Playing titles outside of your region is an enticing prospect for retro gamers. And with the extensive library of titles never released outside of Japan, who can blame them? Gaming companies have always tried to be one step ahead of these types of gamers, adding many different security checks to make sure players only enjoy games from their region.
Nintendo and the SNES was no exception to this. Not only did SNES titles feature regional lockout on the software side, but the hardware was also somewhat different. They were not different enough to be completely unplayable, but there was some difficulty, which we will get to later.
The internal boards of the SNES from every region are essentially the same. This means, with the right tools, you can play Super Famicom titles on your SNES. Many gamers who owned an original SNES knew that the cartridges were basically a small brick. This was not the case in Japan as they had smaller and slimmer cartridges with rounded edges. Here, we will outline a few methods to modify and play Japanese titles on your SNES.
Getting Around the Software
While the cartridges were different in these regions to deter imported games, Nintendo knew that sneaky gamers would get around this. So, Nintendo installed what was known as the CIC chip in their consoles that would authenticate the region of the game with the console. If the regions were different, the game would not play.
Luckily, thanks to a few retro hackers, there were ways to bypass the CIC chip even back in the ’90s. Many are probably familiar with the Game Genie, which was the go-to cheat device back in the day. This device allowed what is called “passthrough mode”, which enabled the console to work without proper CIC authentication. The T-Connector is a similar device that spoofs the CIC authentication to other regions.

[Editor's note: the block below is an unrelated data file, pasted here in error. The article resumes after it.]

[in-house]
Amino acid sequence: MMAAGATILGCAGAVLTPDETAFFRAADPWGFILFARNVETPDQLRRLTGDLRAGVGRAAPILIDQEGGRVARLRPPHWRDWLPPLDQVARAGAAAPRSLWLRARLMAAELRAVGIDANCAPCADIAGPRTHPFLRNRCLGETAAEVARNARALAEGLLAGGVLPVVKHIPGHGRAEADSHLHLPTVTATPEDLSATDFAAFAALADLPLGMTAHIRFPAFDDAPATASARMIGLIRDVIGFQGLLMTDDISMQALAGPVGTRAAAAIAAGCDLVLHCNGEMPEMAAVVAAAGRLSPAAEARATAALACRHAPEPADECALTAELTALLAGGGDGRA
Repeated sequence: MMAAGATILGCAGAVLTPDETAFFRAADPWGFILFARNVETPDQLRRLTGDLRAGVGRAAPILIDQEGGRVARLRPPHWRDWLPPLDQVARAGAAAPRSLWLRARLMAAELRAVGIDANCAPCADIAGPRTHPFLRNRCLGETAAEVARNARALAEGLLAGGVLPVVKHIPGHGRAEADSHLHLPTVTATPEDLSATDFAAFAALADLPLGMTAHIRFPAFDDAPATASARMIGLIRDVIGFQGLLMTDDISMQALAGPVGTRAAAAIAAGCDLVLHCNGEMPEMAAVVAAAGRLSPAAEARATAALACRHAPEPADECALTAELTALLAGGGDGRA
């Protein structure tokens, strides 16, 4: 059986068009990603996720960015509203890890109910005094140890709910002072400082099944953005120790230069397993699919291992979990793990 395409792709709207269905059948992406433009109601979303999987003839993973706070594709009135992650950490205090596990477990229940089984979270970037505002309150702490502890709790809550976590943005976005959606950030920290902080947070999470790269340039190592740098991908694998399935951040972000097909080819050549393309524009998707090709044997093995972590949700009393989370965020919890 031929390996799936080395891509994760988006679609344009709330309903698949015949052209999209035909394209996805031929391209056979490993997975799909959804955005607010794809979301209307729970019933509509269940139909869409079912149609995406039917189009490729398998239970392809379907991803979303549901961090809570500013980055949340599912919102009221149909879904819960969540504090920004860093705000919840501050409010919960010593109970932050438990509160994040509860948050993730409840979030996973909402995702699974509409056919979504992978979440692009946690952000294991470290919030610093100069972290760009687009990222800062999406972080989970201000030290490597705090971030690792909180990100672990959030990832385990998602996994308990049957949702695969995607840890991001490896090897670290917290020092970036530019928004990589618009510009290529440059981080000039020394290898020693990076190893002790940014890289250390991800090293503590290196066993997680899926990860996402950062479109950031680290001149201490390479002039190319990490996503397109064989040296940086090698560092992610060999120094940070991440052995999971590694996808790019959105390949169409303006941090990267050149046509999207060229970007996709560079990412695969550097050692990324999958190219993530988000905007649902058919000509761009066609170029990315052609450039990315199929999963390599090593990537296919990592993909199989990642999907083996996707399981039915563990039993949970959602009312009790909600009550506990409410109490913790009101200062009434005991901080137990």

Now that we’ve covered how to bypass the software checks, there are some hardware hurdles we have to jump before you can get your Super Famicom games working on your SNES. Due to the differing size between the Japanese cartridges/console and the North American SNES, they are not technically compatible, as stated above. There are a couple of methods to bypass this simple hardware restriction, however.
The first is pretty simple. There are a few key differences in the SNES that restrict the Super Famicom cartridges from being entered into the console. The first of which are two plastic pieces that SNES cartridges have room for, but Japanese cartridges do not. These are easily filed off of the console with a simple file and a few screwdrivers that will open the console up for you. Here is a detailed guide that provides pictures and a more in-depth look into the process.
The second will cost you some money, but will be an easy fix. These are just simple cartridge adapters. The Game Genie and T-Connector function as these, but some others do not provide the cheating support that these have.
Lastly, you can play Super Famicom and other imported cartridges with ease on a remake console. These will also cost you some money, but have excellent reviews and work perfectly with out-of-region titles. The RetroN 5 is a perfect example of this. Since this console does not contain a CIC chip, there is no software locking, and the cartridge slot is big enough to fit both SNES and Super Famicom cartridges.
Whichever method you choose, know that there are some Japanese or European exclusive titles that are worth the hassle. Playing them on original or updated hardware definitely adds to the experience, making you feel like a gamer back in the ’90s. None of these methods are terribly difficult, no matter your skill level.